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Review: Midnight Sun

Midnight Sun is like a Nicholas Sparks movie in training. It doesn’t pack the emotional wallop of a traditional Sparks tearjerker, but it does try hard to follow the formula. The movie opens with bright sunlight reflecting off the water as a teenage girl describes in voiceover how what we’re seeing is all just a dream. She can’t really be out in the sun. It might kill her. Thus begins a romantic drama about 17-year-old Katie Price (Bella Thorne) and her nighttime meet-cute with her longtime crush Charlie (Patrick Schwarzenegger) – a guy she’s secretly been watching from the tinted windows of her house on the hill for about a decade.

When Charlie stumbles across Katie singing and playing guitar at the local train station, he is instantly smitten. She panics and flees, dropping her notebook of song lyrics. He finds the notebook, then finds her. They go on a few dates (at night). Katie holds off telling Charlie about her life-threatening sensitivity to sunlight. They go on more dates. One date runs particularly late. The sun begins to rise. And their world is shattered.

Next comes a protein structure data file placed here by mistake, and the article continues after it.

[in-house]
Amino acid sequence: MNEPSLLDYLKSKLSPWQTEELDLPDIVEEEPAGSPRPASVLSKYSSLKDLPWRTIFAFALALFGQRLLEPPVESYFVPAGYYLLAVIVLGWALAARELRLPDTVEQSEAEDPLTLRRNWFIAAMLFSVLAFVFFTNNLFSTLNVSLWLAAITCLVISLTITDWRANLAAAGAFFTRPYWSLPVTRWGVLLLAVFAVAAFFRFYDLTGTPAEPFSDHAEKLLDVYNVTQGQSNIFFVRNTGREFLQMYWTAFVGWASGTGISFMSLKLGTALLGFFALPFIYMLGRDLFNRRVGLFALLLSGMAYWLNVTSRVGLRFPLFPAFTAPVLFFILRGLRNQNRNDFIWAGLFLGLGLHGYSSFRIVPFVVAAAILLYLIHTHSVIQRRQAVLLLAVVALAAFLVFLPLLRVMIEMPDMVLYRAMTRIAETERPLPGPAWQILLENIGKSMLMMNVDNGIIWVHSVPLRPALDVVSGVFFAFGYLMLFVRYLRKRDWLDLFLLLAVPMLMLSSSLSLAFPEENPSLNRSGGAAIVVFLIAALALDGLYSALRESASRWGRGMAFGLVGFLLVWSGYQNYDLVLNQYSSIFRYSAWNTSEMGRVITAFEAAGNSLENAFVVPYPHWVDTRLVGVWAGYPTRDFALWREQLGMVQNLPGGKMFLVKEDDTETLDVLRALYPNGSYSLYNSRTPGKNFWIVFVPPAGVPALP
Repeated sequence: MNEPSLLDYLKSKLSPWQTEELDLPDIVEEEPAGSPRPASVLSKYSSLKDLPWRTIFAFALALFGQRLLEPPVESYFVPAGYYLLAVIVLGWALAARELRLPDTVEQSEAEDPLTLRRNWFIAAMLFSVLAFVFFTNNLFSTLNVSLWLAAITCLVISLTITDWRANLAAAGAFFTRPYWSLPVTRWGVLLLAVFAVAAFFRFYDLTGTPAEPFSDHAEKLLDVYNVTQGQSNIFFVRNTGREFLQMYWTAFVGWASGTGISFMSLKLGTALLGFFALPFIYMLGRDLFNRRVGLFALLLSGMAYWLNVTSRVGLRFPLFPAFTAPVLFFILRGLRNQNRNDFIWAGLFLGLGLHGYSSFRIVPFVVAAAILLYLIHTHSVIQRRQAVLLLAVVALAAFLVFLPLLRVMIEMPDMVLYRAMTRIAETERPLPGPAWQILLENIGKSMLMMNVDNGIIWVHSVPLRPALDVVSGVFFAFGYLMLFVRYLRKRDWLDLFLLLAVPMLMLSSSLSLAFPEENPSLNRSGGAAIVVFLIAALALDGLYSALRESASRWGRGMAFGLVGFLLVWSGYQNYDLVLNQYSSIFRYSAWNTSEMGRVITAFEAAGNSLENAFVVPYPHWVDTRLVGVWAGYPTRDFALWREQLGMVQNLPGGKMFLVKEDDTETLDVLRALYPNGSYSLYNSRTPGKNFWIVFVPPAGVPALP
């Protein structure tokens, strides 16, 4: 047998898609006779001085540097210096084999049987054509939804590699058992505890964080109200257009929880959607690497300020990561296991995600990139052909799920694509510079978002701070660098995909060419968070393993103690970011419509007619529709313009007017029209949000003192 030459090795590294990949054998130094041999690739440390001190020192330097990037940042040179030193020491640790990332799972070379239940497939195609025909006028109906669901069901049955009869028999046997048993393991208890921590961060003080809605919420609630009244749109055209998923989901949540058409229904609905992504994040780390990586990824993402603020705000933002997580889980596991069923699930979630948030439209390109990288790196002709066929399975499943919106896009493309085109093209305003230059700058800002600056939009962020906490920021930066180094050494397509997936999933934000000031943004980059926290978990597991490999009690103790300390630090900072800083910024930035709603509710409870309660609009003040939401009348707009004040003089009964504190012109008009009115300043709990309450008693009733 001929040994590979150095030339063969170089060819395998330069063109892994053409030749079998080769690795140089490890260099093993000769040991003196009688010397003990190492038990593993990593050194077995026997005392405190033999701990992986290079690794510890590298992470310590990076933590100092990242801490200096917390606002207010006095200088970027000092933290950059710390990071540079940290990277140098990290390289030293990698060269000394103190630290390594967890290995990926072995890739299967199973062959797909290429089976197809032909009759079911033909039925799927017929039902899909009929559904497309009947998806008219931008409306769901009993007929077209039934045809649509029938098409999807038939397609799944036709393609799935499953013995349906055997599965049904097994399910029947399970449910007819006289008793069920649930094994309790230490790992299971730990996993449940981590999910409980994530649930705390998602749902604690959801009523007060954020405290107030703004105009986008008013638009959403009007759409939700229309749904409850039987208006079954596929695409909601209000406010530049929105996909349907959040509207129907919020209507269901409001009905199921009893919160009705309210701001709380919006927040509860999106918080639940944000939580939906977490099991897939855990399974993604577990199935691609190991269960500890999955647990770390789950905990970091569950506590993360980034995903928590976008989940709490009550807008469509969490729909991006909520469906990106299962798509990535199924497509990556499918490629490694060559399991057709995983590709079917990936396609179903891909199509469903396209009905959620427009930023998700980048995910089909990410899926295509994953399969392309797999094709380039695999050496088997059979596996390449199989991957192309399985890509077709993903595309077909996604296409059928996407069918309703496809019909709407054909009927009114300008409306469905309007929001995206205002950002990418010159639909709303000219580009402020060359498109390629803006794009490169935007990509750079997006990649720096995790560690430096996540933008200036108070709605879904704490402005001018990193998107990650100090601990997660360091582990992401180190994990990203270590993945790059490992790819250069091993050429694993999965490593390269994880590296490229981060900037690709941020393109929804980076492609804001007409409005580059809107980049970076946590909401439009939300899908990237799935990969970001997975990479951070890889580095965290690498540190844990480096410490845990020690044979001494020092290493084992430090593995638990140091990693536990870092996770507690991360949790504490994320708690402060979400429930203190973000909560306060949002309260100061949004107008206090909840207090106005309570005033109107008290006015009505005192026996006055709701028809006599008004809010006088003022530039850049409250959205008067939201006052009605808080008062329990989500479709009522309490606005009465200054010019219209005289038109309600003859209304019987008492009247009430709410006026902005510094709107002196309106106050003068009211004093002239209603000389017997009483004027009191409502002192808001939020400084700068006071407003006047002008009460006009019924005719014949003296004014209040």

Midnight Sun is a smidge better than a Lifetime movie. The actors are likeable enough. Bella Thorne has a pleasant singing voice, Patrick Schwarzenegger (offspring of Arnold and Maria) is tentative but okay in his first leading role. Rob Riggle (12 Strong) gets to flex a bit of emotional muscle as Katie’s devoted and protective single father. And Quinn Shephard makes the most of her stereotypical, under-developed role as Katie’s best friend Morgan.

Midnight Sun is aiming to be a Fault in Our Stars. It doesn’t come close, but it doesn’t completely implode either. It’s a weak impersonation of a by-the-numbers young love-disrupted-by-disease romdram. YAs and Swifties may go for it.

For the record, I didn’t need the promotional tissues provided at the screening. I’ll just have to save them for the next Nicholas Sparks or John Green movie.

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